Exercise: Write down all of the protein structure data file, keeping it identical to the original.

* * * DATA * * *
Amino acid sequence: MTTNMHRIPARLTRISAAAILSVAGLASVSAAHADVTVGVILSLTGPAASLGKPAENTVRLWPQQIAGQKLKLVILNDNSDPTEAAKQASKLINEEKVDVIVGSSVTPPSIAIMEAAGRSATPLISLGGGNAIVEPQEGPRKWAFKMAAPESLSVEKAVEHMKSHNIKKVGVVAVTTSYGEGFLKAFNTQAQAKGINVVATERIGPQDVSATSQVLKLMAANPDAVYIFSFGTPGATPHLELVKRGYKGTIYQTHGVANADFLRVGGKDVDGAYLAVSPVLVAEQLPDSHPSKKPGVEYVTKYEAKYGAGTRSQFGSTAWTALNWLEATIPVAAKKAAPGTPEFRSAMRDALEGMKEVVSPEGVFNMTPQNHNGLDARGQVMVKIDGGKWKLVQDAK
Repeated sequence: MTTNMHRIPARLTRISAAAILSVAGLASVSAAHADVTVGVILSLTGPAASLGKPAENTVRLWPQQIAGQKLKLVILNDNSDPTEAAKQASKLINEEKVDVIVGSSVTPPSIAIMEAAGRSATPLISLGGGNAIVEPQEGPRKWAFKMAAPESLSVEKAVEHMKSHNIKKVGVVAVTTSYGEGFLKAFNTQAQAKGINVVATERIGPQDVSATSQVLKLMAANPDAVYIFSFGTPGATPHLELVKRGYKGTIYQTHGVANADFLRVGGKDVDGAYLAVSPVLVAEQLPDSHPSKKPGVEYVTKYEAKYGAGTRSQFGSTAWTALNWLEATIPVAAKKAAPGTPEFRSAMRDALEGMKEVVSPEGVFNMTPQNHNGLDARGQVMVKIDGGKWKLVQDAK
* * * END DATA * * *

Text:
Amino acid sequence: MTTNMHRIPARLTRISAAAILSVAGLASVSAAHADVTVGVILSLTGPAASLGKPAENTVRLWPQQIAGQKLKLVILNDNSDPTEAAKQASKLINEEKVDVIVGSSVTPPSIAIMEAAGRSATPLISLGGGNAIVEPQEGPRKWAFKMAAPESLSVEKAVEHMKSHNIKKVGVVAVTTSYGEGFLKAFNTQAQAKGINVVATERIGPQDVSATSQVLKLMAANPDAVYIFSFGTPGATPHLELVKRGYKGTIYQTHGVANADFLRVGGKDVDGAYLAVSPVLVAEQLPDSHPSKKPGVEYVTKYEAKYGAGTRSQFGSTAWTALNWLEATIPVAAKKAAPGTPEFRSAMRDALEGMKEVVSPEGVFNMTPQNHNGLDARGQVMVKIDGGKWKLVQDAK
Repeated sequence: MTTNMHRIPARLTRISAAAILSVAGLASVSAAHADVTVGVILSLTGPAASLGKPAENTVRLWPQQIAGQKLKLVILNDNSDPTEAAKQASKLINEEKVDVIVGSSVTPPSIAIMEAAGRSATPLISLGGGNAIVEPQEGPRKWAFKMAAPESLSVEKAVEHMKSHNIKKVGVVAVTTSYGEGFLKAFNTQAQAKGINVVATERIGPQDVSATSQVLKLMAANPDAVYIFSFGTPGATPHLELVKRGYKGTIYQTHGVANADFLRVGGKDVDGAYLAVSPVLVAEQLPDSHPSKKPGVEYVTKYEAKYGAGTRSQFGSTAWTALNWLEATIPVAAKKAAPGTPEFRSAMRDALEGMKEVVSPEGVFNMTPQNHNGLDARGQVMVKIDGGKWKLVQDAK